The Comprehensive H1N1Guide
Flu season typically hits higher education hard, and the 2009 H1N1 pandemic further confirms the importance of knowing how to protect your health when viruses threaten to drag you down.
So unless you like the prospect of getting quarantined in a self-isolation facility read and learn. Then wash your hands.
H1N1 Flu Facts
- Characteristics of seasonal flu strains vary, so a different flu vaccine is developed each year. The first cases of human infections caused by a novel influenza virus called â€œswine fluâ€ or H1N1 were detected in the spring of 2009. The first H1N1 vaccines were released in the fall of 2009
- Every year in the United States an average of 200,000 people are hospitalized and 36,000 people die from seasonal flu complications (Centers for Disease Control and Prevention). Most people who get the flu (either seasonal or 2009 H1N1) will kick it in under two weeks without the help of medical care or antiviral drugs. Some people, however, are more likely to contract the flu and to suffer more serious flu-related complications. Find out if you’re susceptible because of any risk factors.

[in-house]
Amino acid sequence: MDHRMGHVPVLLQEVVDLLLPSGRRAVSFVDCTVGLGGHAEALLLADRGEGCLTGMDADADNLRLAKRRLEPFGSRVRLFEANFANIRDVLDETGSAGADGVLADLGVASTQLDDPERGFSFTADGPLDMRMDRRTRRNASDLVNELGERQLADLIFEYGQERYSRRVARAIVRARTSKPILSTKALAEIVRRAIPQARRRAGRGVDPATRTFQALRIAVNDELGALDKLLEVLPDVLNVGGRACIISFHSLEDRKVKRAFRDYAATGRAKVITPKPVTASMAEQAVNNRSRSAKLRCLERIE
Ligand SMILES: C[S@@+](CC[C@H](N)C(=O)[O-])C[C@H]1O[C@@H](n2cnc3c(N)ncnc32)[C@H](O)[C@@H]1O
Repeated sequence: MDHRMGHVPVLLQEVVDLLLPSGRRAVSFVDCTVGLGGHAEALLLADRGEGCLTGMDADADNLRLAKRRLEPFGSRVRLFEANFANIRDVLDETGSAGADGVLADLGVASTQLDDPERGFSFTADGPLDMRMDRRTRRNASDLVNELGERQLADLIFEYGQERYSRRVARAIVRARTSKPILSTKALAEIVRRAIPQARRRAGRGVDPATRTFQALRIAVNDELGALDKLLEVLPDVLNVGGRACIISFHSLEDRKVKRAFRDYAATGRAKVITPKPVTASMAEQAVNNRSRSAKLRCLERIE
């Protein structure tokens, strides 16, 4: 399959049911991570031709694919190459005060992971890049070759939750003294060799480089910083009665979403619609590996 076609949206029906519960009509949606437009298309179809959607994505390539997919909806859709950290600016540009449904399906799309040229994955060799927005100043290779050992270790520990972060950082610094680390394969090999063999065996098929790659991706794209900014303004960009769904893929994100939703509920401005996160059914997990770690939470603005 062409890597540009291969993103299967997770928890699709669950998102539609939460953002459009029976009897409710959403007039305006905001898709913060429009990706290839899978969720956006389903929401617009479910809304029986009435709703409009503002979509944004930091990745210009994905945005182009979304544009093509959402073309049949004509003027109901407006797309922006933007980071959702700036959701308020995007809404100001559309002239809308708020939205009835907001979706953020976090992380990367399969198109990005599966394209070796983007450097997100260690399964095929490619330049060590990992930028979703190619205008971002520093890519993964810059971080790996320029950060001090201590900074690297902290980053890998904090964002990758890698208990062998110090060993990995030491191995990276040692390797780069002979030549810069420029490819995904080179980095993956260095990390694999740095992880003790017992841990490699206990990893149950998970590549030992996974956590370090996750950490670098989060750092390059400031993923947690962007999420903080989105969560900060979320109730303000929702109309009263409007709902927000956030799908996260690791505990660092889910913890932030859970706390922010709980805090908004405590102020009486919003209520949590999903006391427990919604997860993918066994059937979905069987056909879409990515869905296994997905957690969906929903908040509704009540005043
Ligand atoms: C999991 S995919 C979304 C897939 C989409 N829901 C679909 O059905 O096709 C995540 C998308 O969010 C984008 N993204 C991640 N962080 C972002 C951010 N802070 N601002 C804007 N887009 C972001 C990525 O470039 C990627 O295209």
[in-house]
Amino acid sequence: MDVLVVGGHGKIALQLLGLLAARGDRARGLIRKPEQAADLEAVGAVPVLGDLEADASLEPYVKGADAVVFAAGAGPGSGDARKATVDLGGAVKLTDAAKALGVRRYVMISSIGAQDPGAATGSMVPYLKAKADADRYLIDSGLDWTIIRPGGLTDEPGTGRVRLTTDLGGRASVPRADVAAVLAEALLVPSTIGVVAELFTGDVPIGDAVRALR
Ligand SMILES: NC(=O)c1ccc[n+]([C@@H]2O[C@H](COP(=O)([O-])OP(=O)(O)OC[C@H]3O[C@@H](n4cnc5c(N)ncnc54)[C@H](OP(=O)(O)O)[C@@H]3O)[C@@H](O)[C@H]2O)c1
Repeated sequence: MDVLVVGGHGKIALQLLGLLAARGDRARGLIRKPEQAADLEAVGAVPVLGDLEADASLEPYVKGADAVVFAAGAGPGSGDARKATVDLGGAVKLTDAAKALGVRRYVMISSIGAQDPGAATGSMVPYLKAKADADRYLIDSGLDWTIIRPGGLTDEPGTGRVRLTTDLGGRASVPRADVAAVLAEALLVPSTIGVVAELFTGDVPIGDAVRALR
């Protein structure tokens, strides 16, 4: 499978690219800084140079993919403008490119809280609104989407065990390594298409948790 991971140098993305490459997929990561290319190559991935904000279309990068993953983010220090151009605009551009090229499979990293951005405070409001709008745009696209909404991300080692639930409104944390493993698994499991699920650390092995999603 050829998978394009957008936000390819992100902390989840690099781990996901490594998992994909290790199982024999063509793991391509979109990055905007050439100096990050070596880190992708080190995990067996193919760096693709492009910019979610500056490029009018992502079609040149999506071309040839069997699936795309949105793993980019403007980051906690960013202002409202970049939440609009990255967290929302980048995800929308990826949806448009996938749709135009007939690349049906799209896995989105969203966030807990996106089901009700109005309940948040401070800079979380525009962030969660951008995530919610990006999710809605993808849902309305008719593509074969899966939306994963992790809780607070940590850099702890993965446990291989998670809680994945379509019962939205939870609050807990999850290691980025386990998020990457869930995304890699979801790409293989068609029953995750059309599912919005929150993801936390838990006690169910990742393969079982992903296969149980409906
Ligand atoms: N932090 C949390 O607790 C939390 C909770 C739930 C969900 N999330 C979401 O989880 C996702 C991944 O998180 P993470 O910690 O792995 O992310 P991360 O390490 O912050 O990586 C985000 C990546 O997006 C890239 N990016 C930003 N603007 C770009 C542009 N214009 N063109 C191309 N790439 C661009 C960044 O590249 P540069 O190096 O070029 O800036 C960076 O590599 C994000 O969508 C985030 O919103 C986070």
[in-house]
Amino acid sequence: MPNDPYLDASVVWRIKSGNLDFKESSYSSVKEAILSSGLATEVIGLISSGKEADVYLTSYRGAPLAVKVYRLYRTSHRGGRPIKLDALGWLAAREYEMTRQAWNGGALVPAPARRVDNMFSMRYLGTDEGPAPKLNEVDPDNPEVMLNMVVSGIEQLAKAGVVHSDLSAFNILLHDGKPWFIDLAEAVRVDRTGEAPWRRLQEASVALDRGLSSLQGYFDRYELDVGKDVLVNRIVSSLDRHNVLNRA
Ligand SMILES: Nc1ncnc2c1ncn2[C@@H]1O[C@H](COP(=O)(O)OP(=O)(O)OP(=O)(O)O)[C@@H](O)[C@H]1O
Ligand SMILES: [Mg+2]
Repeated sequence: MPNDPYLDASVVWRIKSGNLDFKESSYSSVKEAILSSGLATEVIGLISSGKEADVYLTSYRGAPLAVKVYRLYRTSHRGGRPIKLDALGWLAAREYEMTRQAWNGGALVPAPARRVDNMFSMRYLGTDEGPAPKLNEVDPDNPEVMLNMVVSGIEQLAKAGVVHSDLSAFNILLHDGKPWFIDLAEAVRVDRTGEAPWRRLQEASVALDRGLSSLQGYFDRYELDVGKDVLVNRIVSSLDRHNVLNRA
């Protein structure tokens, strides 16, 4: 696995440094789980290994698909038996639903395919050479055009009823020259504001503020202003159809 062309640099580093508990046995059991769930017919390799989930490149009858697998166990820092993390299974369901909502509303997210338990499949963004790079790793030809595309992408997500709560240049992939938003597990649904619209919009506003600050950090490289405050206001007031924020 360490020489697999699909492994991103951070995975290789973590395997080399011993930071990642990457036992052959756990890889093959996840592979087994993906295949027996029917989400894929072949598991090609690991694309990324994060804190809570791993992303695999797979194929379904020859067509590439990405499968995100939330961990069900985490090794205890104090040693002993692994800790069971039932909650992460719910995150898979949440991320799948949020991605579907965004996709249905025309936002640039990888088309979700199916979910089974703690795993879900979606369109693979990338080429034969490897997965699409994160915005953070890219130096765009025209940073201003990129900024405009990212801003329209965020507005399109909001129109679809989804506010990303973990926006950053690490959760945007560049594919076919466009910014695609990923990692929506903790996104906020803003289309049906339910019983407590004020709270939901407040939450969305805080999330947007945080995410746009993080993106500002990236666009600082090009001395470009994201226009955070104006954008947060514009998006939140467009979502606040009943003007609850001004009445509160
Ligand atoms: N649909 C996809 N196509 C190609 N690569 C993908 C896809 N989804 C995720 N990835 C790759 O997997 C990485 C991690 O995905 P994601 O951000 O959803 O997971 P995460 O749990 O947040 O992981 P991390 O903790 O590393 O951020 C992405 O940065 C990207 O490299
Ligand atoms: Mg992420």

- Vaccine experts voted in February of 2010 to recommend that everyone over 6 months should get a flu vaccine next season. This “universal” flu vaccination will expand protection against the 2009 H1N1 pandemic virus as well as two other flu viruses (Centers for Disease Control and Prevention)
- According to a March 2010 study, a significant difference between seasonal flu and H1N1 is significant amount of life-years lost. Unlike seasonal flu, which typically causes deaths in people over the age of 65, H1N1 disproportionately claims the lives of children and young adults (Center for Infectious Disease Research & Policy).
- It is possible for infected people to be contagious one day before symptoms develop and up to seven or more days after becoming sick (National Library of Medicine).
Resources for Staying Flu-Free
Use these resources to ensure your flu-season preparedness: learn the facts, get immunized, and make sure you’re aware of your school’s absence policy.
National and International Health Sites
- Centers for Disease Control and Prevention is a great resource for information on prevention, risk factors, and what to do if you get sick. Pregnant women, those with weakened immune systems or chronic conditions (asthma, heart disease, diabetes, etc.), and those who interact with small children should take special care to avoid getting the flu.
- Flu.gov provides a checklist that will help you prepare in advance in case you become contagious and need to stay in your home or dorm room.
- The World Health Organization has compiled a helpful list of H1N1 FAQs explaining the vaccines, antiviral drugs, and what you should know about the global pandemic including advice on using masks during outbreaks in community settings.
- International SOS provides information about pandemic preparedness and H1N1 international travel advice.
- The American Psychological Association offers tips for managing your anxiety about H1N1.